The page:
I had FIRE, FRIER (acceptable variant spelling of FRYER), FRIERS, SOLDIER, and FOLDERS.  I note that the infamous LORRIES is in that mix, too, but fortunately no-one tried it.  After time I amused myself by wondering if the contents of a fire sale are FIRESOLD, but not seriously.  No FIRELORDS, either.

David J as FOLDERS for seven, and Andrew has "stayed with a seven" of SOLDIER.  There does not seem to be an eight, so I do wonder what Andrew was contemplating.  David A has found RIFLERS as another seven.

The other two sevens are REFOLDS and the unusual ROLFERS; ROLFER is the agent noun associating with ROLFING ("a system of soft-tissue manipulation to re-align body posture and structure in order to ease chronic pain and to improve performance").


Scores: Andrew 34, David J 15, me 19

Round 6: Target 906 from 100 4 6 7 5 3

A sadly trivial target, despite the size.  I started out with 906 = (7 + 5 - 3)*100 + 6, then adjusted to the more obvious 906 = (5 + 4)*100 + 6.  Both contestants used this method also, but Lily has gone for the kitchen sink with 906 = (6 + 3)*100 + 7 - 5 + 4.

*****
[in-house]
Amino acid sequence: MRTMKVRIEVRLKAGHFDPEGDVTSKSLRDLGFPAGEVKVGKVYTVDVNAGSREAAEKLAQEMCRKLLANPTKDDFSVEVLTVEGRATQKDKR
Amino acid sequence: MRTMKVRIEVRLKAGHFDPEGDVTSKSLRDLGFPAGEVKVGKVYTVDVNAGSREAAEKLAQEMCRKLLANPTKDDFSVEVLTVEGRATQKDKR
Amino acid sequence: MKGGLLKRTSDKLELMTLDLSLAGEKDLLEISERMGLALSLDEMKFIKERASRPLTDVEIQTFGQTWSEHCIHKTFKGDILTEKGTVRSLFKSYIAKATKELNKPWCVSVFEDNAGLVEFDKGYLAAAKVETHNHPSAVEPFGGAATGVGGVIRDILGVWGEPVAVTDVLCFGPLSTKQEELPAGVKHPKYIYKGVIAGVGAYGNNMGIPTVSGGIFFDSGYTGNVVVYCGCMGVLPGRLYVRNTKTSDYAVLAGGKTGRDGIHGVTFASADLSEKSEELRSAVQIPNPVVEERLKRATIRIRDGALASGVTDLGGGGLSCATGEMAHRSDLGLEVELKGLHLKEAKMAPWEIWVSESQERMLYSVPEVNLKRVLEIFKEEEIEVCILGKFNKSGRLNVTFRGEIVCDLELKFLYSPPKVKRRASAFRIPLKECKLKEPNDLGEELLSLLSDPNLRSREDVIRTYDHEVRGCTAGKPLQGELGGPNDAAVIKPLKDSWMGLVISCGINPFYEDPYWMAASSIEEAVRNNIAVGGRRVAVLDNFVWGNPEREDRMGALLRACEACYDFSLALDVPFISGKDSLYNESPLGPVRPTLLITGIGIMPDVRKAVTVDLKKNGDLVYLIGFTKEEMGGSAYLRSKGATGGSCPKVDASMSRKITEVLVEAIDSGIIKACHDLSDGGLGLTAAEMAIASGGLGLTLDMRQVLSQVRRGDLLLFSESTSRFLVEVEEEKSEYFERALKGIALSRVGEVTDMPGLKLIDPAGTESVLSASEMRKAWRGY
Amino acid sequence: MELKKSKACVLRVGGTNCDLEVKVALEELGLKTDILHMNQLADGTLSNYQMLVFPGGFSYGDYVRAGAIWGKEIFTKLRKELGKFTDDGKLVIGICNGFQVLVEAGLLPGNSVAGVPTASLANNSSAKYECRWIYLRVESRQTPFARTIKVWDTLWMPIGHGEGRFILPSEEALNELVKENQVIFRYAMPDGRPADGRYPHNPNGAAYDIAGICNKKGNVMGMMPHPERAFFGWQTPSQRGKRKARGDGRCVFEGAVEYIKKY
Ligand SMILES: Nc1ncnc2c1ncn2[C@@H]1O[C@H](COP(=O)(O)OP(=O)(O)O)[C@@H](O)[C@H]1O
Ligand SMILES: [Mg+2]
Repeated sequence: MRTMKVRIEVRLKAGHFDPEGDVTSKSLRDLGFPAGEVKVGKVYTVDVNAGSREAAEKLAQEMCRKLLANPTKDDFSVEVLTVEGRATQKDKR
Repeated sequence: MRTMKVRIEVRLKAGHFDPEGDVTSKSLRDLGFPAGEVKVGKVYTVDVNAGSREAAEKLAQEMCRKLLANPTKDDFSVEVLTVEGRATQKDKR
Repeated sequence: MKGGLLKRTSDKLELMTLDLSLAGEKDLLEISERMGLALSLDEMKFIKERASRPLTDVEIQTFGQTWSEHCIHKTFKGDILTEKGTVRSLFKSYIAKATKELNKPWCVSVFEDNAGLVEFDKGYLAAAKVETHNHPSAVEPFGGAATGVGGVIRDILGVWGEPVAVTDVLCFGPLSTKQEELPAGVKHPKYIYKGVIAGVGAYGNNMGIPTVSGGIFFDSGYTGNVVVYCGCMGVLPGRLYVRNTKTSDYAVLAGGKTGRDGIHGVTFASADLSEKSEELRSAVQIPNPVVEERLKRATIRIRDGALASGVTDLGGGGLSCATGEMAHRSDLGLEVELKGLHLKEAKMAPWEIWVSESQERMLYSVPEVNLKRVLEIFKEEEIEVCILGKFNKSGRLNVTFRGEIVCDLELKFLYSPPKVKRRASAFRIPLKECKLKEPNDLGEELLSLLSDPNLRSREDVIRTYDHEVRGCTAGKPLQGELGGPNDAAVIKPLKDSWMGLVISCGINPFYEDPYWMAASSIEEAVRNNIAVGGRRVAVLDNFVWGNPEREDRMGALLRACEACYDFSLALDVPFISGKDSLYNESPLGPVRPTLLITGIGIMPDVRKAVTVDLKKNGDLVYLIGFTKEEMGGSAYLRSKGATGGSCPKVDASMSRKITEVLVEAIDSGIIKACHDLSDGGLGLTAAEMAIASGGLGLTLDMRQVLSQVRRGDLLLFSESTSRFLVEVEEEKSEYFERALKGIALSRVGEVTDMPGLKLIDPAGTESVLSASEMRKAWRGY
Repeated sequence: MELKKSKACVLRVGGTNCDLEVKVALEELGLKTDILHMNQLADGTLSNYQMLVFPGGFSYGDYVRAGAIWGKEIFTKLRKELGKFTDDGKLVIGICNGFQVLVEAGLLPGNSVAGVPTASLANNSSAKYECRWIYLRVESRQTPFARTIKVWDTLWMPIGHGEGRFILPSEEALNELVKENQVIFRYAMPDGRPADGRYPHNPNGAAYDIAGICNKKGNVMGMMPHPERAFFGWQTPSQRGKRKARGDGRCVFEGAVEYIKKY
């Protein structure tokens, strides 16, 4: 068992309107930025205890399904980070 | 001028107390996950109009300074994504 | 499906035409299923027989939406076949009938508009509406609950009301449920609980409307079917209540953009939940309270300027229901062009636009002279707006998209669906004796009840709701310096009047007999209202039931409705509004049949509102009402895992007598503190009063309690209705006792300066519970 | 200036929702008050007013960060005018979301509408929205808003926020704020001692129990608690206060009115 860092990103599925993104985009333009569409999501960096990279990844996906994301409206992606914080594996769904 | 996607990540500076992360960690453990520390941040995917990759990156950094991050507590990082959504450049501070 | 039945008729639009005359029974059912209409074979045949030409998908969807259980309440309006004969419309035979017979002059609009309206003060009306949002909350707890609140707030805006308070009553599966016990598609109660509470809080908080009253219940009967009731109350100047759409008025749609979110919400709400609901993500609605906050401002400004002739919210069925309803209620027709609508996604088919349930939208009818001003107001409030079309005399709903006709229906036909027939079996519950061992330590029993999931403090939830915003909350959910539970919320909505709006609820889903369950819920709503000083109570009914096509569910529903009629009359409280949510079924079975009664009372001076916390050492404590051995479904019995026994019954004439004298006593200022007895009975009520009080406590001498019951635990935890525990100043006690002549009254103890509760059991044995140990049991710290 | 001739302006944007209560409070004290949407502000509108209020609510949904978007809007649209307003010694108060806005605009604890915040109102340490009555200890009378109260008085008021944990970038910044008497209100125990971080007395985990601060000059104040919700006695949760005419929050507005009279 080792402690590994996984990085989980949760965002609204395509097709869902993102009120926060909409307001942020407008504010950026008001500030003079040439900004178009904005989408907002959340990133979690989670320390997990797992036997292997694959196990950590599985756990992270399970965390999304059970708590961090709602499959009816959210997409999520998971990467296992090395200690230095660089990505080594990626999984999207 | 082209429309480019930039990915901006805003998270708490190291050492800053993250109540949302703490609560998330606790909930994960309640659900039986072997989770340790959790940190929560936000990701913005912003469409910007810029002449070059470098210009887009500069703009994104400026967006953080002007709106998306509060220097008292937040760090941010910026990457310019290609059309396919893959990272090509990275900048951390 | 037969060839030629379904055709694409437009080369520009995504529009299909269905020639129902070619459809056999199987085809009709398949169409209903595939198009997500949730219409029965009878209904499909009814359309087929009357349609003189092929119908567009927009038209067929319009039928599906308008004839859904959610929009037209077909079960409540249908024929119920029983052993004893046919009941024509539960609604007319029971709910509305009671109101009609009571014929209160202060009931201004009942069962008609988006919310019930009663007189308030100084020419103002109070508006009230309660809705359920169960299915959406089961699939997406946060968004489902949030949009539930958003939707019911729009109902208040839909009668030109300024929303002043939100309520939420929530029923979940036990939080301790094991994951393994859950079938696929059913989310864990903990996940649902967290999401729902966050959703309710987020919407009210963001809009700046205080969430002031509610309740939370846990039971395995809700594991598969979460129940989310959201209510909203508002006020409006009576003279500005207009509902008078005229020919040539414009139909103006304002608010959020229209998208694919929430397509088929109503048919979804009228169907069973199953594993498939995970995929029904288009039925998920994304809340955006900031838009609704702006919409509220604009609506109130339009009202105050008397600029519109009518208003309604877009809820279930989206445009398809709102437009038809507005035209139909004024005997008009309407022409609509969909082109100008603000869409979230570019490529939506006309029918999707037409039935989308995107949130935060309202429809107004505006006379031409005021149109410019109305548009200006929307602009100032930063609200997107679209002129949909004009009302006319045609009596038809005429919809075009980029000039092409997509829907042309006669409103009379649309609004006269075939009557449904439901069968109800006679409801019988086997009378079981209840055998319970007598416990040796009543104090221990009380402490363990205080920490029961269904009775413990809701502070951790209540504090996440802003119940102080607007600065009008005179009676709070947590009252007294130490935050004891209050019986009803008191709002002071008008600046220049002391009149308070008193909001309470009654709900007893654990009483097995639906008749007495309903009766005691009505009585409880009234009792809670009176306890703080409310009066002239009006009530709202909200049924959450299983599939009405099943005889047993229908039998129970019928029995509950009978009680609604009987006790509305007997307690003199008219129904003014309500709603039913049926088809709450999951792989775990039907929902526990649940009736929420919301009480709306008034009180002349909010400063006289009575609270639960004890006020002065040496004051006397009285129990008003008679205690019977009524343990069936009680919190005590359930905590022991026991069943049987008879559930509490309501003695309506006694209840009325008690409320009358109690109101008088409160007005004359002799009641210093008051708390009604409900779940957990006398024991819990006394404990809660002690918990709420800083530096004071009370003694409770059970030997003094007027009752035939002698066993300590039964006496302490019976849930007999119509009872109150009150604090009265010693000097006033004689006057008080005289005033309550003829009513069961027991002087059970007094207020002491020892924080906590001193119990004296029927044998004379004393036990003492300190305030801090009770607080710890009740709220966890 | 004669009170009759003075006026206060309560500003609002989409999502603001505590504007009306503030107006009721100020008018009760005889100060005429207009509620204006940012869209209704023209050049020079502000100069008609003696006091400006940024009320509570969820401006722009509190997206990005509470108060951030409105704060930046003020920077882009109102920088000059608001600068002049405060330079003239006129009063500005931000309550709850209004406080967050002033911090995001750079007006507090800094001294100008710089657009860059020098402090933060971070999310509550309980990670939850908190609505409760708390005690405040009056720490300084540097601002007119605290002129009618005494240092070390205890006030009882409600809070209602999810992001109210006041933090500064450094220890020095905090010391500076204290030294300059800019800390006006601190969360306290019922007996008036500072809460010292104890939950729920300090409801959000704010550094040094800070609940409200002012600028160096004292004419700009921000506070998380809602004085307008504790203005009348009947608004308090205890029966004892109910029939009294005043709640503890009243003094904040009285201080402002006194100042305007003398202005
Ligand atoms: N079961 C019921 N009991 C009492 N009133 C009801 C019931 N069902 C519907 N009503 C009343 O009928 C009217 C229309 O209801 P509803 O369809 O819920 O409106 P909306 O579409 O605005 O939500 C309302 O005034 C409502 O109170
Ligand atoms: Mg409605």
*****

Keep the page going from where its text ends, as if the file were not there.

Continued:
Andrew: 906
David J: 906
Me: 906
Lily: 906

Scores: Andrew 44, David J 25, me 29

Second break: COIN SCAM ("Slipping on one of these is a good thing")

Here "slipping on" refers not to losing balance, but to the act of wearing a MOCCASIN.

Round 7: A U A H M S B G D

Another unpleasant mix.  I had SHAM and DAUBS, and that was the best I could do.  After time I eventually found AMBUSH for six, but it took me a long while.

Both contestants have found AMBUSH, which means that I am now trailing, and also unable to overtake Andrew; David J is still in with a small chance of victory, though.

The other six here is GAMBAS, as GAMBA is an acceptable shortening of the viola da gamba.  There's what looks like quite a few fives, most of which I'd have to look up and am not feeling inclined to.  Two of the common ones are ABASH and SAMBA.

Andrew: AMBUSH

Scores: Andrew 50, David J 31, me 29

Round 8: Target 407 from 3 2 3 10 4 7

After those first three rounds David J has managed to avoid losing any further ground, but he has not been able to gain, either.  That has kept the difference at 19 points still, so he has a chance but he must score ten unanswered points in this round to do it.  He calls it "the last act of a desperate man" as he asks for six small, and I approve.